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How to see Strawberry supermoon rising this week

June means the official return of summer, But it is not the only season to kick off this month. June also marks the start of the supermoon season.

Supermoons are annual occurrences that take place in sets of three or four which causes the moon to look slightly bigger and brighter than other full moons throughout the year.

This year astronomers will get their first glimpse of a supermoon which is starting late Monday, June 13.

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The supermoon will remain in the sky until Tuesday morning when it will reach its full illumination at 7:52 a.m.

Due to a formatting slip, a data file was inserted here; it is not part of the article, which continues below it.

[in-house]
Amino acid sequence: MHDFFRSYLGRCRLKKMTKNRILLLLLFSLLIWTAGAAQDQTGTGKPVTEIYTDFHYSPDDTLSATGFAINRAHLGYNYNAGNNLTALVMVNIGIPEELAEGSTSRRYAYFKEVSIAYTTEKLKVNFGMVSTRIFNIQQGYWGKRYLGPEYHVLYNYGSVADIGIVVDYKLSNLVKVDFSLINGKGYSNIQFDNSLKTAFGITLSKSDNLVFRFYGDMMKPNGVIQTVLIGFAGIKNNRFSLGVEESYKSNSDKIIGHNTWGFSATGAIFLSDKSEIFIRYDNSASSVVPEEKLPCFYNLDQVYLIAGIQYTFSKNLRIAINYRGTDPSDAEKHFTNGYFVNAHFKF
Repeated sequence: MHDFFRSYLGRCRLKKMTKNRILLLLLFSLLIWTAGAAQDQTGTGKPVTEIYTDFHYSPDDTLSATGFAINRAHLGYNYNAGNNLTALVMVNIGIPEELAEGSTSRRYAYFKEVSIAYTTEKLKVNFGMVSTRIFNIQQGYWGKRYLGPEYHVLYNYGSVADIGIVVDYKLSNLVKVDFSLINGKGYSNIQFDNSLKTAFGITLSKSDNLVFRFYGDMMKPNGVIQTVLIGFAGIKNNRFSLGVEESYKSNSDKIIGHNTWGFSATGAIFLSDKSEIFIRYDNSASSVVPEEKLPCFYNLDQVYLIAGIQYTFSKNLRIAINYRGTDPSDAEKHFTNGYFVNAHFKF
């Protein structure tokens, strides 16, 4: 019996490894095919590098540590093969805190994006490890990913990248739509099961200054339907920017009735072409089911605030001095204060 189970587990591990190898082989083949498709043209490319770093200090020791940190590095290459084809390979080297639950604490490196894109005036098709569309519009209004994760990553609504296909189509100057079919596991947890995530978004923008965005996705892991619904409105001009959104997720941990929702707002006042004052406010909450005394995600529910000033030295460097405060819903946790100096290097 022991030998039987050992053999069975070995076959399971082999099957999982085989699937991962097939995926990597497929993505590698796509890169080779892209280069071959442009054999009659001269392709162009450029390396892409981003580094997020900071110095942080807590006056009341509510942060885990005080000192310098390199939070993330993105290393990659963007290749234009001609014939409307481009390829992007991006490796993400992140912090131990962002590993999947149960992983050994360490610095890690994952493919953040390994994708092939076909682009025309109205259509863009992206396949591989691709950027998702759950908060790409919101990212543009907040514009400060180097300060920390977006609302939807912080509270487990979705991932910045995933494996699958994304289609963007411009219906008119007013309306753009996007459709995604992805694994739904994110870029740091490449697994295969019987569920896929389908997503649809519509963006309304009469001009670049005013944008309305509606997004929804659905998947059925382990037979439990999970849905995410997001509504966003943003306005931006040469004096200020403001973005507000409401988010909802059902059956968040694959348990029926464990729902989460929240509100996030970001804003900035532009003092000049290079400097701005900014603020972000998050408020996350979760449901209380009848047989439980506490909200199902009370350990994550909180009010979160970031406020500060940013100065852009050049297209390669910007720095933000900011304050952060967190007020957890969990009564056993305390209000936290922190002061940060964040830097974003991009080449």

This first occurrence of the moon is called the Strawberry Moon because it will happen during the strawberry harvest season.

As the moon orbits around the Earth, it follows a misshapen oval path called an ellipse. Because of this, the moon is closer to the Earth at times and farther away at others

A supermoon takes place when a full moon happens around the same time as when the moon is closest to Earth, causing it to look slightly bigger and brighter than other full moons.

NASA says supermoons can appear up to 30% brighter and 17% larger than other full moons. The Strawberry Moon will be the brightest moon of the year.

NASA says the full moon will be at 7:52 a.m. on Tuesday, June 14. Around 7:24 p.m., the Strawberry Moon will reach its closest point to Earth for this orbit, known as perigee.